Double Amputee Makes History with Mount Everest Climb: ‘Cried Like a Baby, I Was So Happy’
Hari Budha Magar made history as the first double above-the-knee amputee to reach the top of the mountain
A climber has made history for becoming the first double above-the-knee amputee to ever summit Mount Everest.
Hari Budha Magar, who lost both legs above the knee after stepping on an improvised explosive device while serving in Afghanistan more than a decade ago, achieved the feat last week in Nepal, according to the Associated Press.
The former soldier who now lives in the United Kingdom began climbing the mountain on April 17, according to The Guardian. At one point, he had to wait 18 days for the weather to clear, but finally reached the top, along with his crew and sherpas, on Friday.
“I hugged all the sherpas and cried like a baby, I was so happy,” Magar said in a video released by his press office, according to the AP.
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The climb to the top was not without drama.
“All of my jackets were completely freezing,” Magar told the PA news agency, according to The Guardian. “It was all frozen. Even our warm water, we put hot water in the thermos, and that was also frozen and we were not able to drink.”
He added, “When I came down we ran out of oxygen. The guys came up with oxygen … I was bumping down on my bum and we had 30, 40 minutes of oxygen, and we still had about two, three hours to get down.”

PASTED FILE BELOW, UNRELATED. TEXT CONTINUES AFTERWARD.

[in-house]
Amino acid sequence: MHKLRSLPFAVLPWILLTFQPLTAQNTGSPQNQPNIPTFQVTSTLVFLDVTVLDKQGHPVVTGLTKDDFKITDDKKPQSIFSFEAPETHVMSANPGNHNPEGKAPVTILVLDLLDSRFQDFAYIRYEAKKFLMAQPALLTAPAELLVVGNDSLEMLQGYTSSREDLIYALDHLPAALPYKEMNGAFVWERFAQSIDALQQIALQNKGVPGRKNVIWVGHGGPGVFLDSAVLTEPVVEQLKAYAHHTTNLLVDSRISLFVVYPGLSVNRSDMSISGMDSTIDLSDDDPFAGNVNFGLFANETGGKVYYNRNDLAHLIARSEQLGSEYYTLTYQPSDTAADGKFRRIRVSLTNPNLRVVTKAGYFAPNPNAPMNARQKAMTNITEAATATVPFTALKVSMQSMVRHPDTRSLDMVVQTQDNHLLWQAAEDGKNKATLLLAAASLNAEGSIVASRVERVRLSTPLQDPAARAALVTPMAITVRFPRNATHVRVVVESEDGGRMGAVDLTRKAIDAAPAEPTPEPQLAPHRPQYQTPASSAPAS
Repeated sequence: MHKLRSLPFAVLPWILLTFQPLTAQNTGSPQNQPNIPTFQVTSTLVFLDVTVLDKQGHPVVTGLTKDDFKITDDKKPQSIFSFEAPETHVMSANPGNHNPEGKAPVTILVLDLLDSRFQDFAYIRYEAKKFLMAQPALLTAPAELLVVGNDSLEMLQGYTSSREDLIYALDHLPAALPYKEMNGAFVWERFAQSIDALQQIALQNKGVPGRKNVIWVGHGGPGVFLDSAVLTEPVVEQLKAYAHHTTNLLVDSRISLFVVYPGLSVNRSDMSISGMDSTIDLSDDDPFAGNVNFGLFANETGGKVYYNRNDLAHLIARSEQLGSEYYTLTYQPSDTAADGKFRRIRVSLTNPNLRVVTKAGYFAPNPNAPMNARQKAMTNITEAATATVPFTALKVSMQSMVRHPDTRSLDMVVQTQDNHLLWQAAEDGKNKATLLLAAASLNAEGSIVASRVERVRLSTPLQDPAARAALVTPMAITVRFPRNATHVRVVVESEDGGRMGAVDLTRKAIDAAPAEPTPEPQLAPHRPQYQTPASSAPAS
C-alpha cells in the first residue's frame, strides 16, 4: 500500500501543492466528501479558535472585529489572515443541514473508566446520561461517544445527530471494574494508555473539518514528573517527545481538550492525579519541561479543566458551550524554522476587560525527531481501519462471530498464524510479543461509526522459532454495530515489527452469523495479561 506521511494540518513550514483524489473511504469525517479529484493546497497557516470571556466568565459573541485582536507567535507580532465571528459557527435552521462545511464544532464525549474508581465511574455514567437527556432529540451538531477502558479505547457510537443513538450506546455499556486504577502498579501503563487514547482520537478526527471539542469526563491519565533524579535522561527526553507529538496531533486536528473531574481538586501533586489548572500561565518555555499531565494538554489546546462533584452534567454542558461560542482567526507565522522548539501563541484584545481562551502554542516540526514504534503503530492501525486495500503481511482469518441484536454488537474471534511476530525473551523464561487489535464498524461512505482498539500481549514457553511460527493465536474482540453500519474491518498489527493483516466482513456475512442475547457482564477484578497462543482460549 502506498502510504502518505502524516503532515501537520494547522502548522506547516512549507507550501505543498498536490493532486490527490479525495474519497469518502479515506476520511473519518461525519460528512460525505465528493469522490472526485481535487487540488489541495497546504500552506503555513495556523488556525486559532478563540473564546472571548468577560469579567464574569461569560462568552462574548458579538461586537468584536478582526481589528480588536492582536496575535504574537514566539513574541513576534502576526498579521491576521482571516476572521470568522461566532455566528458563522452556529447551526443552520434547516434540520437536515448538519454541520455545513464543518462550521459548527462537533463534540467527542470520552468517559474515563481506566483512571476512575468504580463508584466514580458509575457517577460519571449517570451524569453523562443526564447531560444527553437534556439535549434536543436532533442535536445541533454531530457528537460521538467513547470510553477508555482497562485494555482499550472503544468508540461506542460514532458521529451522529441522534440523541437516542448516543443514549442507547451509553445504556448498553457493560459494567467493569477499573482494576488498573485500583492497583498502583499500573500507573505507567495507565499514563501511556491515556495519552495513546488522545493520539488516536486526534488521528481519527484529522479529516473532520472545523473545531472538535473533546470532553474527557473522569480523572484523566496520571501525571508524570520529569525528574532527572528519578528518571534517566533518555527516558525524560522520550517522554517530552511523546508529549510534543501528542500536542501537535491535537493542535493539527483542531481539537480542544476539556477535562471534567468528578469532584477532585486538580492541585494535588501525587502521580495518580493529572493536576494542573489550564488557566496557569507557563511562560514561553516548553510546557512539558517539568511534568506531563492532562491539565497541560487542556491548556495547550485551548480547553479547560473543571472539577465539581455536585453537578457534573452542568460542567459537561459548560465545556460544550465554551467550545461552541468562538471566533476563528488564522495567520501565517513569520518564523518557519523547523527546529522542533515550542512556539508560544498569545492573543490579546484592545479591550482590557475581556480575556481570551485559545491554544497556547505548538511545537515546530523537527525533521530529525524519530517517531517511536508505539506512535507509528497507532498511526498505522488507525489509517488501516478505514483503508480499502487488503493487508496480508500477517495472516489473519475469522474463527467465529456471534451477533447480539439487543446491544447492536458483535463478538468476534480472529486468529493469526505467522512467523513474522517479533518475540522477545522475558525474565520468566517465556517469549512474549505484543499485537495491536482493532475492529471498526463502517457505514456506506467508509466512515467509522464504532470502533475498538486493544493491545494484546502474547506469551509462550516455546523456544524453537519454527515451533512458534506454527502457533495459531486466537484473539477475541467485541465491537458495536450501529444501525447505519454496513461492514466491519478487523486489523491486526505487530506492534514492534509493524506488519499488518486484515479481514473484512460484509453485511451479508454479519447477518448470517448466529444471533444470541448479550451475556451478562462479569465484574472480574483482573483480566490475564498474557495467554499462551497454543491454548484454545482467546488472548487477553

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Magar said he first thought about climbing Everest while walking to school one day without any shoes on, he told The Guardian.
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It was a plan that almost didn’t come true: Nepalese officials banned those with disabilities from climbing the mountain in a move to reduce the number of fatalities on the mountain, per the AP. When the ban was overturned following a court case, Magar was free to chase his long-held goal, according to the news agency.
Now, after his accomplishment, he’s hoping to inspire others.
“My lifetime goal is to change the perceptions people have of disability,” he said, per the AP. “My life changed in a blink of an eye. But whatever happens, you can still lead a fulfilling life.”
“If a double above-knee amputee can climb Everest, you can climb whatever mountain you face, as long as you are disciplined, work hard and put everything into it,” he added.
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